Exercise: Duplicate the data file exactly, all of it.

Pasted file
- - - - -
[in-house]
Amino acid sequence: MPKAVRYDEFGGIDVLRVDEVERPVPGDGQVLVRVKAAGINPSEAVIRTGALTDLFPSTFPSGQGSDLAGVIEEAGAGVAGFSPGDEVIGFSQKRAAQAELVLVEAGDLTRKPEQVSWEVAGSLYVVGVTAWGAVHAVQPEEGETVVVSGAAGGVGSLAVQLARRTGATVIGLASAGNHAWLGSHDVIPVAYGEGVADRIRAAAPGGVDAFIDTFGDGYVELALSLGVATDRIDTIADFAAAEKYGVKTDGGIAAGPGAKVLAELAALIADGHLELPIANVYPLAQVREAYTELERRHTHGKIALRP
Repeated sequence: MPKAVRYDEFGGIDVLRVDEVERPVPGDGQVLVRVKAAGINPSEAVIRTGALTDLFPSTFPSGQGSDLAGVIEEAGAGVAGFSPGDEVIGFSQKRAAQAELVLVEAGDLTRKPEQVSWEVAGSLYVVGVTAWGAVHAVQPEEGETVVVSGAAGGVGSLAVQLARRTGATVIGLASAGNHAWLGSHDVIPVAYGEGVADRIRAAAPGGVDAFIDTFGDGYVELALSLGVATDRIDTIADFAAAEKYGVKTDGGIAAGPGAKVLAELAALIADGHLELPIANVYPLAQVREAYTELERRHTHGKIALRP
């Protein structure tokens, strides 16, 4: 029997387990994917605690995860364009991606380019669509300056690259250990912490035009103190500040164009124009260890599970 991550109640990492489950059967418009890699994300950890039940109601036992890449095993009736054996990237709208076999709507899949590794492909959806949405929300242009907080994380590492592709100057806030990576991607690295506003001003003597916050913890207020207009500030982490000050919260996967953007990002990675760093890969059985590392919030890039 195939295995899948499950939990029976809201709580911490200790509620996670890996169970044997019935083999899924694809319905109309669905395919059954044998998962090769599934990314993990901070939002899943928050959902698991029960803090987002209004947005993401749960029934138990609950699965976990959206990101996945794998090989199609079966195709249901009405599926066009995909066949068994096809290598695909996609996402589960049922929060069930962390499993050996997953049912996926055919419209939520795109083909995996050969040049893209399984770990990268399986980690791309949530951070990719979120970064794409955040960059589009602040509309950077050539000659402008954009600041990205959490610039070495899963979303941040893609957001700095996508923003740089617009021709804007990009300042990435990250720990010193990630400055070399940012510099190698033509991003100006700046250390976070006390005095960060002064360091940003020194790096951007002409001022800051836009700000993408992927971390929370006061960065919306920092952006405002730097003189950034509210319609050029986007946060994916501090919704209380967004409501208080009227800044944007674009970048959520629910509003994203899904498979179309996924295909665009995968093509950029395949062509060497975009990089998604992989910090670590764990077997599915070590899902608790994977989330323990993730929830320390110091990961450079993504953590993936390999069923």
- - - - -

[in-house]
Amino acid sequence: MPKAVRYDEFGGIDVLRVDEVERPVPGDGQVLVRVKAAGINPSEAVIRTGALTDLFPSTFPSGQGSDLAGVIEEAGAGVAGFSPGDEVIGFSQKRAAQAELVLVEAGDLTRKPEQVSWEVAGSLYVVGVTAWGAVHAVQPEEGETVVVSGAAGGVGSLAVQLARRTGATVIGLASAGNHAWLGSHDVIPVAYGEGVADRIRAAAPGGVDAFIDTFGDGYVELALSLGVATDRIDTIADFAAAEKYGVKTDGGIAAGPGAKVLAELAALIADGHLELPIANVYPLAQVREAYTELERRHTHGKIALRP
Repeated sequence: MPKAVRYDEFGGIDVLRVDEVERPVPGDGQVLVRVKAAGINPSEAVIRTGALTDLFPSTFPSGQGSDLAGVIEEAGAGVAGFSPGDEVIGFSQKRAAQAELVLVEAGDLTRKPEQVSWEVAGSLYVVGVTAWGAVHAVQPEEGETVVVSGAAGGVGSLAVQLARRTGATVIGLASAGNHAWLGSHDVIPVAYGEGVADRIRAAAPGGVDAFIDTFGDGYVELALSLGVATDRIDTIADFAAAEKYGVKTDGGIAAGPGAKVLAELAALIADGHLELPIANVYPLAQVREAYTELERRHTHGKIALRP
């Protein structure tokens, strides 16, 4: 029997387990994917605690995860364009991606380019669509300056690259250990912490035009103190500040164009124009260890599970 991550109640990492489950059967418009890699994300950890039940109601036992890449095993009736054996990237709208076999709507899949590794492909959806949405929300242009907080994380590492592709100057806030990576991607690295506003001003003597916050913890207020207009500030982490000050919260996967953007990002990675760093890969059985590392919030890039 195939295995899948499950939990029976809201709580911490200790509620996670890996169970044997019935083999899924694809319905109309669905395919059954044998998962090769599934990314993990901070939002899943928050959902698991029960803090987002209004947005993401749960029934138990609950699965976990959206990101996945794998090989199609079966195709249901009405599926066009995909066949068994096809290598695909996609996402589960049922929060069930962390499993050996997953049912996926055919419209939520795109083909995996050969040049893209399984770990990268399986980690791309949530951070990719979120970064794409955040960059589009602040509309950077050539000659402008954009600041990205959490610039070495899963979303941040893609957001700095996508923003740089617009021709804007990009300042990435990250720990010193990630400055070399940012510099190698033509991003100006700046250390976070006390005095960060002064360091940003020194790096951007002409001022800051836009700000993408992927971390929370006061960065919306920092952006405002730097003189950034509210319609050029986007946060994916501090919704209380967004409501208080009227800044944007674009970048959520629910509003994203899904498979179309996924295909665009995968093509950029395949062509060497975009990089998604992989910090670590764990077997599915070590899902608790994977989330323990993730929830320390110091990961450079993504953590993936390999069923």